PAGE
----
5 Ways to Make Your Holiday Bright
Right now is that magical season when the Christmas spirit can literally take the chill out of the air. But have you ever gotten to Christmas Day, after all the gift exchanges and feasts, when you have a moment to just curl up by the fire, and then you realize you’ve missed so much because of the hustle and bustle? I have. I’ve even looked at my kids and wondered things like, “Why did we get them all this stuff?” and “Did we talk enough about what Christmas is about?”
It can be hard to cut through the excitement of the season and distill it all down to what’s important. But if you can find a way to do just that, you’ll enjoy the season much more. A de-cluttered schedule and reasonable expectations can allow the most wonderful time of the year to silence the noise of the holiday rush. Here are some tips.
Being overscheduled has become the norm. Let’s face it: no matter what time of year it is, even the youngest among us are so busy that they don’t even have time to play in the mud. (Heaven forbid, don’t get dirty or you’ll have to change before piano.) While that is a discussion for a different day, it applies to the holidays because December has a way of taking busy and putting it on crack. Do you have to go to every holiday party? Do you have to throw one? Do you have to provide stocking stuffers for every coworker? Are you really making treats for the whole neighborhood?
Slow down. Open your calendar app, decide what’s most important, and politely decline the stuff that isn’t.
Think of the best Christmas you ever had. Does one stand out? For me, there isn’t one, because what I love about this time of year is the feeling. If you gave me a year, say 2009 or 1987 or any year, and asked me what I got or gave, I would not be able to tell you. That’s because, newsflash—it’s not the gifts that matter most.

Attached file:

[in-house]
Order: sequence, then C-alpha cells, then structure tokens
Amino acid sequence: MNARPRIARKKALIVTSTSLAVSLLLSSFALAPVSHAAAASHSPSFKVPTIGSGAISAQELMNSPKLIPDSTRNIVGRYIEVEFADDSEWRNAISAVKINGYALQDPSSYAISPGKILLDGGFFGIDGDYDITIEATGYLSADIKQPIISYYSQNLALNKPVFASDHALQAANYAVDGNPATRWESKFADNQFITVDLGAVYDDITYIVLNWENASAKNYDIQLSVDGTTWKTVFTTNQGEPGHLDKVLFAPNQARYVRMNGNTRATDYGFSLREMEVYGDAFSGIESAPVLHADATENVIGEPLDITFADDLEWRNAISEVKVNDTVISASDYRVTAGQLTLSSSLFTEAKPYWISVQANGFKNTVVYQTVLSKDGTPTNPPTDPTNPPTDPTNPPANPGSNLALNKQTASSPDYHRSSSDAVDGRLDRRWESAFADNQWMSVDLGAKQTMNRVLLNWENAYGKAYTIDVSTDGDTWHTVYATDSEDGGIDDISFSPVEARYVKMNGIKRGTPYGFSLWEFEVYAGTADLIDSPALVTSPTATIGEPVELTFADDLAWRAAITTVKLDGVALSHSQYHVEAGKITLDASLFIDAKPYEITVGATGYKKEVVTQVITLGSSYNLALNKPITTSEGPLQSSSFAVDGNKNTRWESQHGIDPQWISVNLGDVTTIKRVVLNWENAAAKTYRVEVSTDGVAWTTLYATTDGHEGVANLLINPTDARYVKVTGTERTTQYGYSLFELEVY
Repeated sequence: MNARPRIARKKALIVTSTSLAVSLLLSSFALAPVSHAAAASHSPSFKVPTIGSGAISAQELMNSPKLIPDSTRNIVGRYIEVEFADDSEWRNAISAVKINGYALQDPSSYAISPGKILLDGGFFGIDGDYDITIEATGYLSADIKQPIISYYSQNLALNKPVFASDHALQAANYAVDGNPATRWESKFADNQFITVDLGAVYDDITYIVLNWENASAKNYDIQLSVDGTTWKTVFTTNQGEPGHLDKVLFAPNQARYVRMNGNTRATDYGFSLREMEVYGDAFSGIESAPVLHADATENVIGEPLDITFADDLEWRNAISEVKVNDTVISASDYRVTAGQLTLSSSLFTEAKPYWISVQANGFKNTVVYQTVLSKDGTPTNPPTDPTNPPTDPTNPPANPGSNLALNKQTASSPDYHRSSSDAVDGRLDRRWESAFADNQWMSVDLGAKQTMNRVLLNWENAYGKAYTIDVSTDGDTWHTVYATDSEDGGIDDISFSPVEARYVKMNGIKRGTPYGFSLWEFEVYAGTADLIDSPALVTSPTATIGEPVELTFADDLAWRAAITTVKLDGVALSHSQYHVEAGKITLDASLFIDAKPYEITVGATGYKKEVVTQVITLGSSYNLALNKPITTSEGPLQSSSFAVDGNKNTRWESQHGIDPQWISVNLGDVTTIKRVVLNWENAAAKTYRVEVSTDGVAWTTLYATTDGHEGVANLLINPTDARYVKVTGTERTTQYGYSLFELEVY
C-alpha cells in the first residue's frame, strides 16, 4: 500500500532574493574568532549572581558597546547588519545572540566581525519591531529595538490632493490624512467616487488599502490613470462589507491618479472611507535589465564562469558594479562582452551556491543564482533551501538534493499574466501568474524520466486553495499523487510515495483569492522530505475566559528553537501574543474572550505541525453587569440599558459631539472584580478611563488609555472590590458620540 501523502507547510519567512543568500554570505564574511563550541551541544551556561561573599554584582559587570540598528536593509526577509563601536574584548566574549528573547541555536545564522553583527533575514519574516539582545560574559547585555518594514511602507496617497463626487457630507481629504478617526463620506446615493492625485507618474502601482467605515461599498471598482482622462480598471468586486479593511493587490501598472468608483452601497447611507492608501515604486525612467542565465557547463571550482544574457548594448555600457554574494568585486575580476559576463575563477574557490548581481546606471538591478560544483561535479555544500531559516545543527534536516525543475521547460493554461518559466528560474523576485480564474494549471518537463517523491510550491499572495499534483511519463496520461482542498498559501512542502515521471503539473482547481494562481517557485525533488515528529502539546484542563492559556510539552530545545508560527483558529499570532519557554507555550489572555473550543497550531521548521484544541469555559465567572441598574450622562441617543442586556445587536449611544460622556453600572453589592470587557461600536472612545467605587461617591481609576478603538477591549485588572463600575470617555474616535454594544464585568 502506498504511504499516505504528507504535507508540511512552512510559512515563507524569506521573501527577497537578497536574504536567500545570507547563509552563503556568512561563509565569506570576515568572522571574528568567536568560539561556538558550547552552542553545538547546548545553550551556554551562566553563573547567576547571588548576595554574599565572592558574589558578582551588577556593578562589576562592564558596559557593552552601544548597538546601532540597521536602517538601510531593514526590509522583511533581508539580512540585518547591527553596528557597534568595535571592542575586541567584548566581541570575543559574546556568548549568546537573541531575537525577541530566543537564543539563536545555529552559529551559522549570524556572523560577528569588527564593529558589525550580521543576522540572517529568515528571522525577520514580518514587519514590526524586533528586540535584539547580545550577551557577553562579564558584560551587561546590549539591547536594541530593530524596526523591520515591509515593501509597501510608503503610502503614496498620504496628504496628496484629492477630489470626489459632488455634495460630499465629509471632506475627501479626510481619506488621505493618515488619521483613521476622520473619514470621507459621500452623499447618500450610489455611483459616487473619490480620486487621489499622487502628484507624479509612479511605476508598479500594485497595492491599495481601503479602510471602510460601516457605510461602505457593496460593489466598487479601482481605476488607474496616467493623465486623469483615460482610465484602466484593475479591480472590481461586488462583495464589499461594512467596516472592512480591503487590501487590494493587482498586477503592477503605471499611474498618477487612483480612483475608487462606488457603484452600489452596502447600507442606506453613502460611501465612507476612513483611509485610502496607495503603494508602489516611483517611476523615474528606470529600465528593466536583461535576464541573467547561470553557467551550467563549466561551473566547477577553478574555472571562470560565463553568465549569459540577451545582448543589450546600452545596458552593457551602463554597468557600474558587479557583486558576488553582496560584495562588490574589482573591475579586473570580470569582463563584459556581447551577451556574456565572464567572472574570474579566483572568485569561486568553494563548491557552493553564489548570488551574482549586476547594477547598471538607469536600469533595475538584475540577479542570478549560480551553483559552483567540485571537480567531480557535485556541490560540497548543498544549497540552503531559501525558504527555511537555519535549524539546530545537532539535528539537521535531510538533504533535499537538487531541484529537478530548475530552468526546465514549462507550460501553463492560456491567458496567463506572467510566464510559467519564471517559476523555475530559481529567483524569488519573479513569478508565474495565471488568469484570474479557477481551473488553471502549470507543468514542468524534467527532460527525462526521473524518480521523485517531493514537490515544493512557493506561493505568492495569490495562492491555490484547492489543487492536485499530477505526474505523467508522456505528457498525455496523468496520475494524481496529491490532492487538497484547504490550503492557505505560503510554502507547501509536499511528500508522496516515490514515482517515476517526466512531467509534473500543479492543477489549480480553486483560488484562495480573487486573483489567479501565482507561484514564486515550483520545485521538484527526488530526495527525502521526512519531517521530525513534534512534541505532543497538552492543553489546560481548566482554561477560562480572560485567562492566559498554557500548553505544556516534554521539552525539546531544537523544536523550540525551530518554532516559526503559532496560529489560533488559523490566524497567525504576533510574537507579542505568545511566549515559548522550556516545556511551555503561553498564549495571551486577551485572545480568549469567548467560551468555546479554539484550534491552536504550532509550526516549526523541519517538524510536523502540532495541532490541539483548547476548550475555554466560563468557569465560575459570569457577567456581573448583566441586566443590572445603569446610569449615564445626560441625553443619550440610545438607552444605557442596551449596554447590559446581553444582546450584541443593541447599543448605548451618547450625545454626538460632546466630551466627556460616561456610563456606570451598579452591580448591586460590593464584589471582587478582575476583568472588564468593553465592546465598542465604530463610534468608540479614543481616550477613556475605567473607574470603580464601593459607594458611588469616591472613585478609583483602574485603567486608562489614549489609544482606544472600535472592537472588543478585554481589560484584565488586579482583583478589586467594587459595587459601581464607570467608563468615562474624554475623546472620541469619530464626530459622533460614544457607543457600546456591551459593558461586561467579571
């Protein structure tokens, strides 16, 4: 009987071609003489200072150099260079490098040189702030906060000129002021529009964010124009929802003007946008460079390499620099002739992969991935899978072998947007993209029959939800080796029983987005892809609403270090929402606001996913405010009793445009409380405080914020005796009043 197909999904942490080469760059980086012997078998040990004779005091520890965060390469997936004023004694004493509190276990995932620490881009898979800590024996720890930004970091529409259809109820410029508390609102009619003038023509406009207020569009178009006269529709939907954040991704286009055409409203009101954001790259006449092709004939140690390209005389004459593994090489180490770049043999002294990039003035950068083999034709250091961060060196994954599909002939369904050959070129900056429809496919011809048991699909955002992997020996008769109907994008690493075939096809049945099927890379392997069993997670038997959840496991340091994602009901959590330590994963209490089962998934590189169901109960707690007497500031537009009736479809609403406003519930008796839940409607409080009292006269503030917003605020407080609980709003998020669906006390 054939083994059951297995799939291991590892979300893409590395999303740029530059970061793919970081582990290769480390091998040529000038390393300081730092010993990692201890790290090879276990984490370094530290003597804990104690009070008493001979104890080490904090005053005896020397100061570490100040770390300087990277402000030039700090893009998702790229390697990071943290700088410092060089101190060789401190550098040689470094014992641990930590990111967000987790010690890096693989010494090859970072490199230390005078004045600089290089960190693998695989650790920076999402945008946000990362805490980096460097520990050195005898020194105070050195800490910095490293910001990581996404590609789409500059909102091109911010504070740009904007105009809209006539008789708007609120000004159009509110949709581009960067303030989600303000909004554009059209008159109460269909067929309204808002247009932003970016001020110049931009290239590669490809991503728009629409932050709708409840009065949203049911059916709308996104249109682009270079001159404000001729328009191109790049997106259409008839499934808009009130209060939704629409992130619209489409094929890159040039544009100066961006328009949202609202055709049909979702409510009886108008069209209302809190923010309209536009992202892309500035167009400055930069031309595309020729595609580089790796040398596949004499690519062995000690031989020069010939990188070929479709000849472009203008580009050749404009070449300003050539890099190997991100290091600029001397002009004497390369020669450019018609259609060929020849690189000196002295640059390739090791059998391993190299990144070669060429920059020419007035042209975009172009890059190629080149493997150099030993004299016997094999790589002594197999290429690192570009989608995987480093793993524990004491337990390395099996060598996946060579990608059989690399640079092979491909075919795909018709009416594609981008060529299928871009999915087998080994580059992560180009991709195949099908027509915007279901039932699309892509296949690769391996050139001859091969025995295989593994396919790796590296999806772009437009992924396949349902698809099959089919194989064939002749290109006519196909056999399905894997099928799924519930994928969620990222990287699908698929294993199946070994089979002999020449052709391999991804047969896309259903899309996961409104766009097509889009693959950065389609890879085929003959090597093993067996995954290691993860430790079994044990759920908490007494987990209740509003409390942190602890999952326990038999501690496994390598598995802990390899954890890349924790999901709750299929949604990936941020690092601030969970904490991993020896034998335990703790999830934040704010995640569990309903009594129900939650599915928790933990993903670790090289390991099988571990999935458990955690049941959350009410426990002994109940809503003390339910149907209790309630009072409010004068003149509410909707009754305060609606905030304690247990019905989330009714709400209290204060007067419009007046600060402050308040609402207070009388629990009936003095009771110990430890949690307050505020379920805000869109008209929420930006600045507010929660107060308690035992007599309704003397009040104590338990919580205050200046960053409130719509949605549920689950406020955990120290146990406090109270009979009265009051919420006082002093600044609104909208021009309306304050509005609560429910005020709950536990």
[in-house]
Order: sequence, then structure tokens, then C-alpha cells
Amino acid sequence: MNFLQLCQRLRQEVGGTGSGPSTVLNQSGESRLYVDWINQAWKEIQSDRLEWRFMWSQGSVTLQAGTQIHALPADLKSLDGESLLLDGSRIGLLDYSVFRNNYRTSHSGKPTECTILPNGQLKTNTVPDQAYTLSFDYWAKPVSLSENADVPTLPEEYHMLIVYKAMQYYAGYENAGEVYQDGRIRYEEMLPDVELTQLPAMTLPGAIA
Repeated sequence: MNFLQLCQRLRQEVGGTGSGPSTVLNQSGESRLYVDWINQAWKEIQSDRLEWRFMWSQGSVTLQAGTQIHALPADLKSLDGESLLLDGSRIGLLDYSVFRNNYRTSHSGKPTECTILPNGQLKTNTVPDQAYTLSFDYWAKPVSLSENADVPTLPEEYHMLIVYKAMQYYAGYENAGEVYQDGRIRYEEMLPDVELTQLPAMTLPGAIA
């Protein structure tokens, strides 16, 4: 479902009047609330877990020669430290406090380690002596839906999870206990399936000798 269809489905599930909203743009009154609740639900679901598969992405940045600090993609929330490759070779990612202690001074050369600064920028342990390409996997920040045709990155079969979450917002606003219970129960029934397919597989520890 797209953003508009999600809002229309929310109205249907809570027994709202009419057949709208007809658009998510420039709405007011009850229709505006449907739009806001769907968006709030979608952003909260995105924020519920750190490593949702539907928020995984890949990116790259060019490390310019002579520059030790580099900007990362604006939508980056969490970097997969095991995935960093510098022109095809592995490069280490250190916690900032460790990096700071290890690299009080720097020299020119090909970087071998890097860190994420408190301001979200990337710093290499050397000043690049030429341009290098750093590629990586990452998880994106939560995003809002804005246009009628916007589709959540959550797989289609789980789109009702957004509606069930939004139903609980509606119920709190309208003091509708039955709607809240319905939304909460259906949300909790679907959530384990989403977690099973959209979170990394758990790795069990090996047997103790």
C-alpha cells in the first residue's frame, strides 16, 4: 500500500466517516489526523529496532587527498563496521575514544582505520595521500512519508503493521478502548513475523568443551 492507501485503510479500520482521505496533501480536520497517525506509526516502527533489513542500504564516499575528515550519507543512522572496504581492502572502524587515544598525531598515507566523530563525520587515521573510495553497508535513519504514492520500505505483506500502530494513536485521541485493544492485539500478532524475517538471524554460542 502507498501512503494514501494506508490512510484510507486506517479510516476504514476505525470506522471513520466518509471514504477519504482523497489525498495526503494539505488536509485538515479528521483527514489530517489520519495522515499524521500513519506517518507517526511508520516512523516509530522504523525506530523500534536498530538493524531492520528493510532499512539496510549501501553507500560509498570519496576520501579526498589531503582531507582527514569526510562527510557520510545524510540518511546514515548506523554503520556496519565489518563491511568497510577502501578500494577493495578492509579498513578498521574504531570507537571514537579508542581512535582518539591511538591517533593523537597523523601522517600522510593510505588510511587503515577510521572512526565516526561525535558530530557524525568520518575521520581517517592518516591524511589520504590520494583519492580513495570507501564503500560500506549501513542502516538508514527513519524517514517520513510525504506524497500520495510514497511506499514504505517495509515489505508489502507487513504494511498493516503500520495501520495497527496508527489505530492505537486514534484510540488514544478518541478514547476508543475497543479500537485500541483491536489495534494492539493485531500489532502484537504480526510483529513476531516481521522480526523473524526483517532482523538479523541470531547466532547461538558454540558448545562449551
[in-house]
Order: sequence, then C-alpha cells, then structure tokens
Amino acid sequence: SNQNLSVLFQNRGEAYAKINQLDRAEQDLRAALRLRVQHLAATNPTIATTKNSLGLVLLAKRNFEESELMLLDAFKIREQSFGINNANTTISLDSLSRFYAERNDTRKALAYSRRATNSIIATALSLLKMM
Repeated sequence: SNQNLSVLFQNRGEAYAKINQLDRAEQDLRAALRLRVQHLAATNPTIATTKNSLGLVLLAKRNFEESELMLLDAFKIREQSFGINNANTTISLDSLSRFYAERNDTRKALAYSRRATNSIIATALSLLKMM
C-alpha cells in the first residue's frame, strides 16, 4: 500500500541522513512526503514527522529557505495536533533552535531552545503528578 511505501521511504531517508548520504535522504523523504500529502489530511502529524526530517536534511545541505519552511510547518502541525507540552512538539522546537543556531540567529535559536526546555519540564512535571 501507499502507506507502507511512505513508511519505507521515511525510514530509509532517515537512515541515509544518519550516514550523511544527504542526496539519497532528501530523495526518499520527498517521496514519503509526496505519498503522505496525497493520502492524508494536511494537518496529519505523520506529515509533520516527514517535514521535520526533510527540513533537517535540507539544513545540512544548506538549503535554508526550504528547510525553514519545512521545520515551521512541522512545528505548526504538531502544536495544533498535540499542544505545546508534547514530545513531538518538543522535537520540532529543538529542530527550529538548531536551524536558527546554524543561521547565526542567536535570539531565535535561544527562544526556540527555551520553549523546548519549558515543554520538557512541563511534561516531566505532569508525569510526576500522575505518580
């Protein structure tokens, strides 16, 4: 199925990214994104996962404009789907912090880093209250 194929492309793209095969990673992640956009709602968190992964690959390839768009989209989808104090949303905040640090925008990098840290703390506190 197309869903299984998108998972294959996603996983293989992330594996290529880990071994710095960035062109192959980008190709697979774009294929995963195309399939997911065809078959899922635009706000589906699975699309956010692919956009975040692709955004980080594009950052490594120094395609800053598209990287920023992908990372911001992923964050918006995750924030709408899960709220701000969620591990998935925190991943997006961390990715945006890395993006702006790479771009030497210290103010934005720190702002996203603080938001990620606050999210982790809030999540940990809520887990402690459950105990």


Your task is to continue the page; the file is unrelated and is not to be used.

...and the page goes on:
Focus on connecting with, rather than impressing, the people you love. You don’t have to make the most food or do the best crafts or have Griswold lights for your house. I’m not saying not to do those things, but don’t let them take over. Make time to play some board games, sip some hot cocoa, and call it good. Because it is.
Don’t Stress About Money
Don’t laugh. I’m serious. Remember the part about gifts not being the most important thing? This is not to say not to buy things for people, and it’s not to say it can’t be nice things. But it just doesn’t have to be any nicer than your budget allows. Really. This concept can be hard to embrace when you want to see your kids’ eyes go wide on Christmas morning. So here’s what you do. You manage expectations. Go over their lists for Santa. Talk to them about it. If there’s a big-ticket item on there, let them know that if they were to get that thing, whatever it is, that it will likely be the only thing they get. Or maybe they’ll get a few smaller things. That way, when they get what they get, it will match what they’re expecting. Trust me, there will be smiles.
Manage Your Own Expectations
A perfect holiday doesn’t mean everything will be perfect. Meals burn, kids fight and make messes, some gifts miss the mark. OK. The holidays are still part of life, and life is never perfect. But it is beautiful. Let your holiday be about laughter, love, and making memories.
Make Time for People
It’s the time of year to bring those close to you a little closer and to reach out to those who mean something to you. You’re bound to get a stack of greetings and letters from people who spent hours on end printing and writing and stuffing and stamping and putting stickers on. I would never say not to reach out to those you love during the holidays. You just don’t have to spend hours and hours doing it. I spend about an hour. I do mine online, with a service I absolutely love, that has templates and designs I can pull my own photos into. Then they stuff, stamp, and mail them all for me. And when I have that straggler person I meant to send a card to and finally have their address, I just click to send and it’s done. It’s a true time saver so I can get back to sitting in the warm glow of my lighted tree and chatting with my kids about why we celebrate Christmas in the first place.